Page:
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The 4 Most Ready-To-Capture Climate Tech Startups to Invest In

The 4 Most Ready-to-Capture Climate Tech Startups to Invest In

The recent Intergovernmental Panel on Climate Change (IPCC) report reads like the “The Day After Tomorrow” script. Except it’s not a sci-fi movie but a sci-entific reality.

Reducing our carbon footprint is not enough. We need to take CO2 off the atmosphere. A lot of it. Based on a recent study, we have to remove 10 gigatons of carbon dioxide by 2050 to meet the Paris-aligned decarbonization goals. After that, further 20 gigatons each year until 2100.

The good news is climate tech startups are coming up with new technologies for combatting climate change. Above all, direct air capture (DAC) is the one standing out.

Image: Sourced Climeworks (Facebook)

But why should you pile into the DAC business?

First, it’s the most promising technology for removing CO2 from the air.

Besides having an inestimable value for our planet, the utilization of the captured CO2 could be worth $1 trillion by 2030. Also, while technology improvements will drive down the capital cost, the market for carbon credits may reach $50 billion by 2030. Which means CO2 capture’s return-on-investment (ROI) is more than captivating.

So, we’ve gathered the top 4 carbon direct air capture companies to invest in ASAP. We chose these as they’re ahead of all the others in their technology upscaling process.

Let’s see how they’re making our decarbonization dream true and profitable.

Back in 2020, this Swiss start-up broke the record for the largest investment ever made into DAC (USD 110M), receiving funds from Microsoft, Audi, Shopify and Stripe, among others.

Last September Climeworks launched ORCA, the world’s first and largest climate positive DAC and storage system. The Iceland-based plant will capture 4,000 tons of CO₂ per year using massive fans with filters inside. The trapped CO2 will then be injected underground and turn into stone within 2 years using Carbfix technology.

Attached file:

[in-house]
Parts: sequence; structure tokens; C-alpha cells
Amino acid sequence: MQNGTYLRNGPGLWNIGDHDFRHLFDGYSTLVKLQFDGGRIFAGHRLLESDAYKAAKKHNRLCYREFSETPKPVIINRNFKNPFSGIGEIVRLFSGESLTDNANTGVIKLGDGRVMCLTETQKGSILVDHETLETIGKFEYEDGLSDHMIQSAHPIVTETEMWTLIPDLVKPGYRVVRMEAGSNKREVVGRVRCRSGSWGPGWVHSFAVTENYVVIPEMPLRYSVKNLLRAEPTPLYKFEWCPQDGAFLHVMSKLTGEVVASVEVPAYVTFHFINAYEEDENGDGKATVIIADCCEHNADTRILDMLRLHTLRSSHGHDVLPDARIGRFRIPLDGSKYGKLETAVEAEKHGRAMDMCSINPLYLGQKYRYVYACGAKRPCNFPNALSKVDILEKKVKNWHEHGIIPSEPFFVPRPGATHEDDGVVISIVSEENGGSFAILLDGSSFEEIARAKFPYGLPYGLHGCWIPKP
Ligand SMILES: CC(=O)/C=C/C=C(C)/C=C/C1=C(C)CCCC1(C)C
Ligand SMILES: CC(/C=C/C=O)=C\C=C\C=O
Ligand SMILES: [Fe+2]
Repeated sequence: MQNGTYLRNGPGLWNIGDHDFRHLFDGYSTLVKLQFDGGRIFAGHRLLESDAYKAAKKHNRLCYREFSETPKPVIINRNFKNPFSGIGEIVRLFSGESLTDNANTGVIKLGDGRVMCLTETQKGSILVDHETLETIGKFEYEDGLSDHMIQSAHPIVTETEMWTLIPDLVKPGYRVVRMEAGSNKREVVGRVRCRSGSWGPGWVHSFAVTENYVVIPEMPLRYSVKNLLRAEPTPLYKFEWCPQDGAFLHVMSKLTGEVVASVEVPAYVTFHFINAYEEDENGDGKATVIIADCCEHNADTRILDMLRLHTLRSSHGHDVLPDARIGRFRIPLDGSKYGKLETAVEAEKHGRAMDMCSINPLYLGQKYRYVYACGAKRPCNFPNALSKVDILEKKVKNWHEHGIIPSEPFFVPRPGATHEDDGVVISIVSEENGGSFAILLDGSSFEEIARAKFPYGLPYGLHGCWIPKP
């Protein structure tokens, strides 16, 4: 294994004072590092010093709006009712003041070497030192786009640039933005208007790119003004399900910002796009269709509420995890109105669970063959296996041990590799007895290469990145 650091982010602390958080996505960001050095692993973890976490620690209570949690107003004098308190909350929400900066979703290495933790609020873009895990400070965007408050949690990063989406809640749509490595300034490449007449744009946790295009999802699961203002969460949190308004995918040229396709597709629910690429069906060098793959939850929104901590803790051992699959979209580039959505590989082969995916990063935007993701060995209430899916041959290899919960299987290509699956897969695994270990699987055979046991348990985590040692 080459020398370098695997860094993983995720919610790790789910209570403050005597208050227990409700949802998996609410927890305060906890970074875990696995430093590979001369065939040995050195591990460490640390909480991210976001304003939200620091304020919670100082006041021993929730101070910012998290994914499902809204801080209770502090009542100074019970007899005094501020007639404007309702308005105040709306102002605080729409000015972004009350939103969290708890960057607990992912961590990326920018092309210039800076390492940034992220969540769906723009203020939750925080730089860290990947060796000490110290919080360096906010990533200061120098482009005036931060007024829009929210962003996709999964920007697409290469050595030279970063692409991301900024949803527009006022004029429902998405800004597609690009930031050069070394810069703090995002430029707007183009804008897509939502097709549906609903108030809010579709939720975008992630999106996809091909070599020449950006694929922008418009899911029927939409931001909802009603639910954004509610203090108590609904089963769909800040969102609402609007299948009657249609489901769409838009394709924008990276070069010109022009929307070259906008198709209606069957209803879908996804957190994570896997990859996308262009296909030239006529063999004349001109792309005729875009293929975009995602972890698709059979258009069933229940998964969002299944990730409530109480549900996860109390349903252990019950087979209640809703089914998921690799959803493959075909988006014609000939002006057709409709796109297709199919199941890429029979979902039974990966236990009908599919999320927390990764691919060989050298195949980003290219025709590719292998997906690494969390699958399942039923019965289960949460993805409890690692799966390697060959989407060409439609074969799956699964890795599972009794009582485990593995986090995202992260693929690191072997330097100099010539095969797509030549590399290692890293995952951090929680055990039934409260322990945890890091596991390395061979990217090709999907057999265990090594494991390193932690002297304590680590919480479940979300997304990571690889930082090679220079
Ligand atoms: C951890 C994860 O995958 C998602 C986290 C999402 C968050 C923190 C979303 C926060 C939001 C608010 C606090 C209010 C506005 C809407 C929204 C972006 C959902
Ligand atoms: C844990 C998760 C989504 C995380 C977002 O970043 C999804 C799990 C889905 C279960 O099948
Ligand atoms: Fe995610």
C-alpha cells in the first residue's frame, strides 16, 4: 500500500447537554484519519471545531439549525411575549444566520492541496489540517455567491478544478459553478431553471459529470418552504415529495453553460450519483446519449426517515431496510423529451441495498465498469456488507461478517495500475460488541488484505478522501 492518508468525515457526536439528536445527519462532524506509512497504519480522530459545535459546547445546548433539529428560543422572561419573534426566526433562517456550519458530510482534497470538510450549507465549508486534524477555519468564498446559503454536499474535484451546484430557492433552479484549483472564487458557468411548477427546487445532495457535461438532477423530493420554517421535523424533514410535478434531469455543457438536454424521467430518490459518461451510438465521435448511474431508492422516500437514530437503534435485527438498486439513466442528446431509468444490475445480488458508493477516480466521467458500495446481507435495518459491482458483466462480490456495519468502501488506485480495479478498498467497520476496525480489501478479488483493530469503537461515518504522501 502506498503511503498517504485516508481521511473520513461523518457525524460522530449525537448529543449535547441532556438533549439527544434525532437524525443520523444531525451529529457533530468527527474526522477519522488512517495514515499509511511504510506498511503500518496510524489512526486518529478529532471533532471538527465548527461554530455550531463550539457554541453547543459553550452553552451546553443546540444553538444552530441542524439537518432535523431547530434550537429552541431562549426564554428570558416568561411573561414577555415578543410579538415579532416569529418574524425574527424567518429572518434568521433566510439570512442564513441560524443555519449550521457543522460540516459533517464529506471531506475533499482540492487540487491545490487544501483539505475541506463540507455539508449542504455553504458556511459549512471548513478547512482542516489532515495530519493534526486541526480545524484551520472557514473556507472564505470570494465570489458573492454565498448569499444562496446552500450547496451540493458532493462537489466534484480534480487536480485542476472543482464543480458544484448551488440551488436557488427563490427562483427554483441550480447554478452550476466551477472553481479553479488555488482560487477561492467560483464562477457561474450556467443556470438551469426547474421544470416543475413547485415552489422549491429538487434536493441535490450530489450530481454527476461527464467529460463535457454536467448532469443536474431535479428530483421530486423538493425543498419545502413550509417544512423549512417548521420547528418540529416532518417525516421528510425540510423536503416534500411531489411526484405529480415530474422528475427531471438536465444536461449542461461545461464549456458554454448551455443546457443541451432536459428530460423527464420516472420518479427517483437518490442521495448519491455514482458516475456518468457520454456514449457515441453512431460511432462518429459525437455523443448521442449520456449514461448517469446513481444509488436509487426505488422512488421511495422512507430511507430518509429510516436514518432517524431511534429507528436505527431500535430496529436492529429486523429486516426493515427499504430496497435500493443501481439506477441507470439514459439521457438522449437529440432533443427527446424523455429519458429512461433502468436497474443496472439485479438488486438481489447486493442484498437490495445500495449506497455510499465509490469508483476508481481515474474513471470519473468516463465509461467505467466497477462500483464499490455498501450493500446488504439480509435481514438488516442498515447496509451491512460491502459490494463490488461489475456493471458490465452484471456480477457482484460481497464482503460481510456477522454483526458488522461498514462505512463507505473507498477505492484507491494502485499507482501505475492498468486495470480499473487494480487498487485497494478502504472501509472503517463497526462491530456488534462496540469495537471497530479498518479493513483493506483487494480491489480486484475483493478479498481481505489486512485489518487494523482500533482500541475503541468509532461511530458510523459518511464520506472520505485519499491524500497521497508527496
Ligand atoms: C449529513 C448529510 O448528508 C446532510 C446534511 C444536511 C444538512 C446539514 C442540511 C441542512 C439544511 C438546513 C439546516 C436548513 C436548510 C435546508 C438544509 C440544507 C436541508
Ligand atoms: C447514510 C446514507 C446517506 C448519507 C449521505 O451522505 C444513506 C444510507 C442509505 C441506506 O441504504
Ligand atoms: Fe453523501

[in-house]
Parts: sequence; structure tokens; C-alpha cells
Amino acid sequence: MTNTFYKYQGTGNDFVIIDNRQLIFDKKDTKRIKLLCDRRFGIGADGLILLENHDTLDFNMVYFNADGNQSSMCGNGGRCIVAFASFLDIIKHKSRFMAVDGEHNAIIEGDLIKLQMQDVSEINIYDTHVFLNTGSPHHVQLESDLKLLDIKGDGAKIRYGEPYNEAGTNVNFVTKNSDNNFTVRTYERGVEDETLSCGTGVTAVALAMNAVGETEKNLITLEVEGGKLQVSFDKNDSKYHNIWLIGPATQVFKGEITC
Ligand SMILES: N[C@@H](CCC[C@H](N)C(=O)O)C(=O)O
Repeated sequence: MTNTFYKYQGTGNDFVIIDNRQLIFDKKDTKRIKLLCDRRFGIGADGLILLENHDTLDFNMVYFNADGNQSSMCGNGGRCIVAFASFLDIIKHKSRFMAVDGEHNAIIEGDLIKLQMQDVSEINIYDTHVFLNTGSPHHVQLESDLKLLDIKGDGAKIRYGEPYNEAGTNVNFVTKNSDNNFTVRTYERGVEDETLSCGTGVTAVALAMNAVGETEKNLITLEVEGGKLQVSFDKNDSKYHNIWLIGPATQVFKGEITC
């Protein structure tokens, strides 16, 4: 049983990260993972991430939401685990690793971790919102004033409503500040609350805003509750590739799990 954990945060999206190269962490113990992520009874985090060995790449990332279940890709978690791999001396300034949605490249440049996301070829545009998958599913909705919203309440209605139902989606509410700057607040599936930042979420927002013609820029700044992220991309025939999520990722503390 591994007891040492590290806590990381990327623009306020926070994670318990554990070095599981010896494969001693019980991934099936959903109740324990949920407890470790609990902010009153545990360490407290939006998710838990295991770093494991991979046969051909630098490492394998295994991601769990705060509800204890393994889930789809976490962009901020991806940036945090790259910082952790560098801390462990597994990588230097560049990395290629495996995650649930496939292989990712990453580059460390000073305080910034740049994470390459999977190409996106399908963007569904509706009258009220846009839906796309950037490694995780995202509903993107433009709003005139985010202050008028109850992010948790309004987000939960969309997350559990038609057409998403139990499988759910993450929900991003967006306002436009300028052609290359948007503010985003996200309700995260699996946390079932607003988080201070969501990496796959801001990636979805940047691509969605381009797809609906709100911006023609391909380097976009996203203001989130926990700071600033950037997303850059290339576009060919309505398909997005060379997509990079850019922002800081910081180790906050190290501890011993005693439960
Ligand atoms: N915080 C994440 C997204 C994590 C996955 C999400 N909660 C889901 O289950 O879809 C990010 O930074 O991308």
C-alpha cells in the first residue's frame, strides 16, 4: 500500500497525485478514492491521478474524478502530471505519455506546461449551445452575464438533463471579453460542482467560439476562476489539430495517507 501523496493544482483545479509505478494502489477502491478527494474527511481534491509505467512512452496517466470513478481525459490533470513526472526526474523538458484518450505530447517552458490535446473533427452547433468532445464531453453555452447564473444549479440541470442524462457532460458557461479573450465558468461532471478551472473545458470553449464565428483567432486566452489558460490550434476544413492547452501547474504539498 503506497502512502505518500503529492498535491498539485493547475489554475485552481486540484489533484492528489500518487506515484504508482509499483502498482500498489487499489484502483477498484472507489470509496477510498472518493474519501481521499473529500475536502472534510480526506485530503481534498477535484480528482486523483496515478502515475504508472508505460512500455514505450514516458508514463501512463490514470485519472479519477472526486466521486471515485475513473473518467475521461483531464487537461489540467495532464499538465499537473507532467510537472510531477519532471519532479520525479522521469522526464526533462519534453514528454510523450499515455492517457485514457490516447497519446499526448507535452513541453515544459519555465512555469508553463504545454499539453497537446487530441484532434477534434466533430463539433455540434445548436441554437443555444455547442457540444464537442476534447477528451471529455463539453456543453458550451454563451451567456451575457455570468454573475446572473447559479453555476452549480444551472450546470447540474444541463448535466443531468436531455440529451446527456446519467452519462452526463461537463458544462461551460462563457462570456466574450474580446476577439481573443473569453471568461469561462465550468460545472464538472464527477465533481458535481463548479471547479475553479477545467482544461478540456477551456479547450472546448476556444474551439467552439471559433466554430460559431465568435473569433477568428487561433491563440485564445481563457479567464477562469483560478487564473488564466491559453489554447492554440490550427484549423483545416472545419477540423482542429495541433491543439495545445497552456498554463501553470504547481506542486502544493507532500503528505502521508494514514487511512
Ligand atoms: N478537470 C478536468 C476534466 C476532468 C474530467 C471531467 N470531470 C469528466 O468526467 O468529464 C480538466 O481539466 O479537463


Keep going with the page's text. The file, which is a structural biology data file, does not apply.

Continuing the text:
And these CO2 busters already got their first client for their “carbon removal as a service”. With the aim of becoming carbon neutral by 2030, Swiss Re will venture USD $10 million over the next 10 years on Climeworks’ DAC tech.

Climeworks Orca plant. Image: Sourced Climeworks.com

While this Canadian company has captured CO2 only at a pilot-scale so far, their carbon busting power will dwarf Climeworks’.

Scheduled to go live in the US in 2022, their first commercial facility will vacuum 1 million tons of CO2 per year out of the air. That’s as much carbon as that removed by 40m trees.

Using the same technology as Climeworks, CE will either store carbon dioxide deep underground or reuse it to make biofuels.

Canada’s Shopify was the first client to shop from the CE’s CO2 yet-to-be-filled shelf, with an early bird purchase of USD $1 million worth of carbon.

Image: Sourced Carbon Engineering Ltd. (Facebook)

This US-based company is just running behind Climeworks and CE in the carbon capture race.

Propelled by two giant investors like Coca-Cola and Exxon Mobile, they’re currently developing a commercial-scale carbon capture and utilisation (CCU) plant.

GT technology traps CO2 onto chemically modified sponges. Just think of converters in car engines.

Once fully scaled-up, their modular plant can capture up to 2 million tons of CO2 per year.

In the meantime, last July Black & Veatch received $2.5 million from the U.S. Department of Energy (DOE) to build a GT DAC pilot which will suck 100,000 tons of CO2 out of the sky per year.

Image: Sourced Global Thermostat (Facebook)

Using limestone to turn CO2 into a rock within days, this American carbon removal company is working hard so that the next generations could inherit a safer planet. They’re touting to pull 1 billion tons of carbon off the air by 2035.

Once reached commercial scale, their carbon mineralization, a.k.a. enhanced weathering, will capture CO2 at $50 per ton, which is cheaper than what Climeworks and CE are offering.

After raising millions of dollars’ worth of investments from Breakthrough Energy Ventures, Lowercarbon Capital, and others, they won their first buyer. Stripe stroke a green deal with Heirloom for removing 250 tons of carbon at $2,054 per ton.

CO2 turning to stone in pools. Image Sourced from Heirlom.com

Conclusion

There you go. Here are the front runners of the carbon capture competition.

While these climate tech startups are doing a great job, the DAC technology scale-up calls for a huge carbon capture funding. Up to 1.9% of the global GDP each year.

But that’s nothing compared to the environmental and economic ROI you’ll get.

Ready to capture the carbon wave?

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Antonio Salituro

Antonio Salituro is a freelance climate tech copywriter and blogger promoting sustainable companies and startups fighting against climate change.

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    December 16th - 2021

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